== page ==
Freddie Mac’s Single-Family Credit Risk Transfer (CRT) programs are designed to distribute a portion of Freddie Mac’s mortgage credit risk to third-party participants. The industry-leading and award-winning programs attract capital markets institutional investors and (re)insurance companies worldwide.
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The Case for CRT
Freddie Mac introduced the first GSE CRT program in 2013 in response to the 2008 financial crisis. CRT has not only evolved into a viable asset class for participants, it has become a part of Freddie Mac’s normal business activities, fulfilling the corporate objective to transfer credit risk exposure on loans that Freddie Mac owns or guarantees away from U.S. taxpayers. CRT has proven to be a successful component of the Freddie Mac risk management toolkit, including during times of economic stress.
Lenders originate loans to borrowers according to Freddie Mac origination guidelines, and Freddie Mac purchases such loans.
Loans purchased by Freddie Mac are grouped and sold to Uniform Mortgage Backed Securities (UMBS) investors, transferring interest rate risk away from Freddie Mac.
Loans backing the guaranteed securities (UMBS) are subject to additional CRT eligibility requirements and screened for underwriting defects and performance deficiencies before being included in a reference pool of a CRT transaction.
Transactions consist of classes of securities representing specific tranches of credit risk exposure. Freddie Mac maintains “skin in the game” by retaining at least 5% of each tranche, thus aligning the interests of Freddie Mac and participants with respect to reference pool performance.
The Three Spokes of CRT
Freddie Mac CRT comprises three distinct spokes of risk sharing.
Freddie Mac’s primary single-family securities-based credit risk sharing vehicle transfers credit risk to private capital through the issuance of unguaranteed notes using a third-party trust.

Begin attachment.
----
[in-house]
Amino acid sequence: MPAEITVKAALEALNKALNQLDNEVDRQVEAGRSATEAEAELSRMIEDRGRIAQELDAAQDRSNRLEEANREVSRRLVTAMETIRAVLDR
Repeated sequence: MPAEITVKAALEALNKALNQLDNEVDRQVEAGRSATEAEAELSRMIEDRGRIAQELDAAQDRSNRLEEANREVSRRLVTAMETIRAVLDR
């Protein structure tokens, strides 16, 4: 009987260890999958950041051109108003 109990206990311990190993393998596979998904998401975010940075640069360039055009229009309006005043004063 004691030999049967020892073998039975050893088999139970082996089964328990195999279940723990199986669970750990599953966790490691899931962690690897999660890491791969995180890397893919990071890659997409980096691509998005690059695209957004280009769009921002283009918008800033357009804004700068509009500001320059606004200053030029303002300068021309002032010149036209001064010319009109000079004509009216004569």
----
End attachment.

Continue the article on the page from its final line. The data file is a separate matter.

Freddie Mac’s primary insurance-based credit risk sharing vehicle uses insurance policies with global (re)insurance companies to cover a portion of credit risk on specific reference pools.
Freddie Mac CRT Program Evolution
Freddie Mac’s flagship STACR® (Structured Agency Credit Risk) and ACIS® (Agency Credit Insurance Structure®) programs have evolved significantly through their eight-year history. View the milestones.
Credit Risk Management Framework
While CRT is a core component of Freddie Mac credit risk management, CRT participants also benefit from the disciplined framework.
Single-Family Seller/Servicer Guide
Loans eligible for purchase by Freddie Mac must meet the origination and underwriting standards of the Single-Family Seller/Servicer Guide. Underwriting standards set forth, among other things, loan eligibility, documentation requirements and seller representations and warranties.
Loan Product Advisor®
Freddie Mac Loan Advisor® is a set of integrated software applications and services designed to give lenders access to Freddie Mac’s view of risk, loan quality and eligibility during the origination process. As a key component of Loan Advisor, Loan Product Advisor takes advantage of proprietary data models and intelligent automation to help validate that loans meet Freddie Mac underwriting standards.
Loans purchased by Freddie Mac are subject to a strict quality control (QC) process. Robust seller/servicer management, including access to reference guides, tools and technology, is an essential component of QC.
Freddie Mac continuously collaborates with servicers to deliver the best results for borrowers. When borrowers remain responsible, sustainable homeowners, investors benefit.
The goal of the CRT handbook is to familiarize the private sector with Freddie Mac’s complementary capital markets and (re)insurance CRT executions, STACR® and ACIS®, as well Freddie Mac’s credit risk management framework.
The purpose of the PMI handbook is to illustrate how Freddie Mac’s relationship with approved mortgage insurers enables the purchase of mortgages with loan-to-value (LTV) ratios greater than 80% while reducing loss exposure.